Cisco's (CSCO) upcoming second-quarter earnings are expected to shed more light on how well the company is operating around the world, specifically China and what investors can expect regarding tax repatriation.

Areas including North America and Western Europe may have been bright spots in the quarter, according to Oppenheimer analyst Ittai Kidron, but there's concern about emerging markets.

"Overall, we believe Cisco remains appropriately conservative in its outlook given the tough environment, and believe last quarter's expectations reset lowered the risk of a near-term earnings disappointment," Kidron wrote in a note to clients ahead of earnings.

The new administration's tax policies are also likely to be of interest to investors, given Cisco's large overseas cash hoard.

With President-elect Donald Trump having taken office in January 2017, Cisco and CEO Chuck Robbins are likely to be asked what the company thinks about Trump's upcoming tax reform policies. Cisco has $61 billion in overseas cash and any move towards bringing that cash from overseas at a low tax rate could be used for increased spending on R&D, buybacks, dividends and acquisitions.

Earlier this month, Trump said more details on the tax policies he intends to propose would be forthcoming in two or three weeks.

The San Jose-based networking giant is expected to report fourth-quarter earnings of 56 cents a share on $11.55 billion in sales, according to analyst estimates compiled by Yahoo! Finance.

In addition to tax reform, investors will want to hear what Cisco is doing to fend off threats from software-defined networking (SDN), arguably the biggest threat to Cisco's business. Companies like Facebook  ( FB) , Alphabet  ( GOOG) ( GOOGL) and others continue to innovate in the Open Compute Project, open sourcing code for networking projects. These initiatives are likely to hurt Cisco's margins, analysts say.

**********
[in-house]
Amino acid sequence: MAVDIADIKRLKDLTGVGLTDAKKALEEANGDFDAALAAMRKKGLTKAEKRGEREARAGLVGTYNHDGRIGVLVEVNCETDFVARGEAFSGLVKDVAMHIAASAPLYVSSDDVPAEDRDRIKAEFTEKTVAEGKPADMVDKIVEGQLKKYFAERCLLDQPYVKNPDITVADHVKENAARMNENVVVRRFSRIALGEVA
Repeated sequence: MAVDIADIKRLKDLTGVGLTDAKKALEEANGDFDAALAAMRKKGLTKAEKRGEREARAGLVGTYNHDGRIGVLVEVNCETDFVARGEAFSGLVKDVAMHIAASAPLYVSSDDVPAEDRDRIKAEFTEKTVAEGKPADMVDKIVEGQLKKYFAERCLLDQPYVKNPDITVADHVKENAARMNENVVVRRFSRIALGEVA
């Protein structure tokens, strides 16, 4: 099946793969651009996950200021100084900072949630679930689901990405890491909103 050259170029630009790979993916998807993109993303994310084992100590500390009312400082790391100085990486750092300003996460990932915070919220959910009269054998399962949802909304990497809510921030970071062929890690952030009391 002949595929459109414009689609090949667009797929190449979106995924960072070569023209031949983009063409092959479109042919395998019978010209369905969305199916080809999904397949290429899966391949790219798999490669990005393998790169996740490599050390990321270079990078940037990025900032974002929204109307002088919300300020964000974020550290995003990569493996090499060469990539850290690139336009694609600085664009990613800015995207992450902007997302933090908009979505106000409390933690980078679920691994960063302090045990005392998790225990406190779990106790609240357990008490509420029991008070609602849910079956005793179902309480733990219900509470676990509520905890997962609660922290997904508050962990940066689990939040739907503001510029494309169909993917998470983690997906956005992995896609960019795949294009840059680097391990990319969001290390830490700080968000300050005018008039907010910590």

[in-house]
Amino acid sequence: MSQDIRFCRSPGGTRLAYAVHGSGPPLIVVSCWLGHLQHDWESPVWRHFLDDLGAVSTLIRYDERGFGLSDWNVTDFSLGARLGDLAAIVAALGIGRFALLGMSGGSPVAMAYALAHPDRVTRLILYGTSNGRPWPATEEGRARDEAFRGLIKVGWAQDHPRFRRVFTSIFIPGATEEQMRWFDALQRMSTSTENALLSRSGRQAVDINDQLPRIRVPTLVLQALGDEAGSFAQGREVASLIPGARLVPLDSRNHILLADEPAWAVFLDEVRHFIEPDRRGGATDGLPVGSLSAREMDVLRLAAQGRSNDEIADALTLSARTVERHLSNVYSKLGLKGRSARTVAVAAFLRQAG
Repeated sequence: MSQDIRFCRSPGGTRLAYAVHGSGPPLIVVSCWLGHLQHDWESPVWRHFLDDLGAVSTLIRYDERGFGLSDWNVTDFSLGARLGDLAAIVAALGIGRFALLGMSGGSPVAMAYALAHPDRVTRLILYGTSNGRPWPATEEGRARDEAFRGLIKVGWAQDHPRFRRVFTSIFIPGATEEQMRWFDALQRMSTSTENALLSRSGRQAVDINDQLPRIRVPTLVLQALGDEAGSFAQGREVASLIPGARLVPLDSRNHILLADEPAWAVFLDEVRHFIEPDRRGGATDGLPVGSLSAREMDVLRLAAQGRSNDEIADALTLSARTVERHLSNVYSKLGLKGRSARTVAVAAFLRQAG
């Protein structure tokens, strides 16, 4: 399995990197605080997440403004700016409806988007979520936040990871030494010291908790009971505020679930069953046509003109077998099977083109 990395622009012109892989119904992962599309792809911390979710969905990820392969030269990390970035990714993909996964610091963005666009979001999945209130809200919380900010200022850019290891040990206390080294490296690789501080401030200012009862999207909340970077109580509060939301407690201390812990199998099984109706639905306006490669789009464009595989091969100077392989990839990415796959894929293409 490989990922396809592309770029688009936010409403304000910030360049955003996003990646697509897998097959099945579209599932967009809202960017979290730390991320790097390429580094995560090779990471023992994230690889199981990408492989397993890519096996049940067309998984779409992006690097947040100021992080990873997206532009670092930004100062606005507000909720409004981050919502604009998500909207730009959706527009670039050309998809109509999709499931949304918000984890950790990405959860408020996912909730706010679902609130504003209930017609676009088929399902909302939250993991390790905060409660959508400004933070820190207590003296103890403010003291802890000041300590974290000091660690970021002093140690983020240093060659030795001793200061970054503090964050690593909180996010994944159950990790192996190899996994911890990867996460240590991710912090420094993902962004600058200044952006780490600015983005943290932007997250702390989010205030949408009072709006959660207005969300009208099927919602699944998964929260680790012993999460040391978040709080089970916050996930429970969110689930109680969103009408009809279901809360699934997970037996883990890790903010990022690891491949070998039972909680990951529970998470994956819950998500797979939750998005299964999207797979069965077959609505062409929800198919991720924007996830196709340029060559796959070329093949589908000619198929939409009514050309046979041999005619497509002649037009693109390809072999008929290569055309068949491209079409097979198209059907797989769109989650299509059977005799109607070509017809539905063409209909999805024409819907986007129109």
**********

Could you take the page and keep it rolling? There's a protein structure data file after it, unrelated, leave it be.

The company has also been losing market share to its competitors, which highlight the need for Cisco to compete on software and services, particularly cloud-based software.

Over the past 12 months, shares of Cisco have gained nearly 25%, compared to the near 22% gain in the S&P 500.

Here are three ETFs that may benefit if investors like Cisco's second-quarter results.

First Trust NASDAQ Technology Dividend Index Fund

The $662.8 million First Trust NASDAQ Technology Dividend Index Fund (TDIV)  has Cisco make up 7.49% of its portfolio, charging investors an expense ratio of 0.50%.

Credit Suisse analyst Kulbinder Garcha has highlighted the increased focus on software defined networking, which he believes is one of the largest threats facing the Robbins-led company.

"We remain concerned regarding the impact of SDN threatening what remains the most profitable part of the IT stack," Garcha wrote regarding Cisco's upcoming results. "We believe it will introduce competition at multiple points in the network and while the impact will take time, the threat will be very real, shrinking gross profit dollars for the entire networking stack." Credit Suisse has an underperform rating and a $25 price target on shares.

iShares North American Tech-Multimedia Networking ETF

The $76.3 million iShares North American Tech-Multimedia Networking ETF (IGN)  has Cisco make up 7.47% of its portfolio, charging investors an expense ratio of 0.47%.

Jefferies analysts led by Mark Lipacis believe that Nvidia's heavy exposure to gaming, autonomous driving and deep learning are likely to give it advantages over the competition.

First Trust Nasdaq Cybersecurity ETF

The $166.6 million First Trust Nasdaq Cybersecurity ETF (CIBR)  has Cisco make up 5.55% of its portfolio, charging investors an expense ratio of 0.60%.

Oppenheimer's Kidron, who rates Cisco shares outperform with a $34 price target believes that Cisco's shift to subscriptions over traditional hardware sales will pay off, but it's a longer-term issue.

"Longer term, we remain positive on its business-model shift to subscription-based solutions as it tries to overcome challenges in its traditional routing and switching end-markets," Kidron wrote to investors.

Goldman Sachs analyst Simona Jankowski noted that two positives are starting to show themselves for Cisco, including better cyclical demand and the eventual tax repatriation holiday. However, there are also a few negatives, including its limited cloud exposure and the amount of mutual fund companies who own the stock, which leave Goldman with a neutral rating on shares.

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